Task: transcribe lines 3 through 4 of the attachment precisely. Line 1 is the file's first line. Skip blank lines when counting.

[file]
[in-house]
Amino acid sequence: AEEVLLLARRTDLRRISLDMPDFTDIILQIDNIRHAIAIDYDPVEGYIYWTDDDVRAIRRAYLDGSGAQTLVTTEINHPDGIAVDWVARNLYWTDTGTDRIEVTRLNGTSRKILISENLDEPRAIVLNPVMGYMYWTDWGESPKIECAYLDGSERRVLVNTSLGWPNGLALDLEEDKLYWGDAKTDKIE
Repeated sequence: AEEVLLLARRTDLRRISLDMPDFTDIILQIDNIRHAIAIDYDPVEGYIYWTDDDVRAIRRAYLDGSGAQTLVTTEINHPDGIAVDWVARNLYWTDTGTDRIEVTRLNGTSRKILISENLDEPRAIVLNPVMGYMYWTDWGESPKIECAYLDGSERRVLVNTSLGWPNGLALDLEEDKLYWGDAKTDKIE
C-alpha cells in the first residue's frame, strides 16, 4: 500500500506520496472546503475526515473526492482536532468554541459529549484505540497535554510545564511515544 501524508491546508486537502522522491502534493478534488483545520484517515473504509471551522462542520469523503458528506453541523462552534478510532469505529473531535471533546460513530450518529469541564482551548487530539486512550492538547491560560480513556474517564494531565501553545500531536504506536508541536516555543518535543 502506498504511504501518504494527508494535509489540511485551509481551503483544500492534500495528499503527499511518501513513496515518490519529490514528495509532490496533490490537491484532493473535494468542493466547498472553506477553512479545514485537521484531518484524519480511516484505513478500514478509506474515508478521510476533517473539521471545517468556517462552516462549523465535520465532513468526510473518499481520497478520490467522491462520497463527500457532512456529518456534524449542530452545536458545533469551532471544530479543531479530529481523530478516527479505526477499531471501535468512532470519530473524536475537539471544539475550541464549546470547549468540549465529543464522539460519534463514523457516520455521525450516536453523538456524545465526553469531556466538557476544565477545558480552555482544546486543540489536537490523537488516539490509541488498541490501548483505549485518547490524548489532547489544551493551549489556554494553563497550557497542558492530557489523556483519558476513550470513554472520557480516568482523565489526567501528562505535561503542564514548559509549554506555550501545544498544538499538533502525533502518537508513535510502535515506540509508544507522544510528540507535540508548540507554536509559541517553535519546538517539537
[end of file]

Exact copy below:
Repeated sequence: AEEVLLLARRTDLRRISLDMPDFTDIILQIDNIRHAIAIDYDPVEGYIYWTDDDVRAIRRAYLDGSGAQTLVTTEINHPDGIAVDWVARNLYWTDTGTDRIEVTRLNGTSRKILISENLDEPRAIVLNPVMGYMYWTDWGESPKIECAYLDGSERRVLVNTSLGWPNGLALDLEEDKLYWGDAKTDKIE
C-alpha cells in the first residue's frame, strides 16, 4: 500500500506520496472546503475526515473526492482536532468554541459529549484505540497535554510545564511515544 501524508491546508486537502522522491502534493478534488483545520484517515473504509471551522462542520469523503458528506453541523462552534478510532469505529473531535471533546460513530450518529469541564482551548487530539486512550492538547491560560480513556474517564494531565501553545500531536504506536508541536516555543518535543 502506498504511504501518504494527508494535509489540511485551509481551503483544500492534500495528499503527499511518501513513496515518490519529490514528495509532490496533490490537491484532493473535494468542493466547498472553506477553512479545514485537521484531518484524519480511516484505513478500514478509506474515508478521510476533517473539521471545517468556517462552516462549523465535520465532513468526510473518499481520497478520490467522491462520497463527500457532512456529518456534524449542530452545536458545533469551532471544530479543531479530529481523530478516527479505526477499531471501535468512532470519530473524536475537539471544539475550541464549546470547549468540549465529543464522539460519534463514523457516520455521525450516536453523538456524545465526553469531556466538557476544565477545558480552555482544546486543540489536537490523537488516539490509541488498541490501548483505549485518547490524548489532547489544551493551549489556554494553563497550557497542558492530557489523556483519558476513550470513554472520557480516568482523565489526567501528562505535561503542564514548559509549554506555550501545544498544538499538533502525533502518537508513535510502535515506540509508544507522544510528540507535540508548540507554536509559541517553535519546538517539537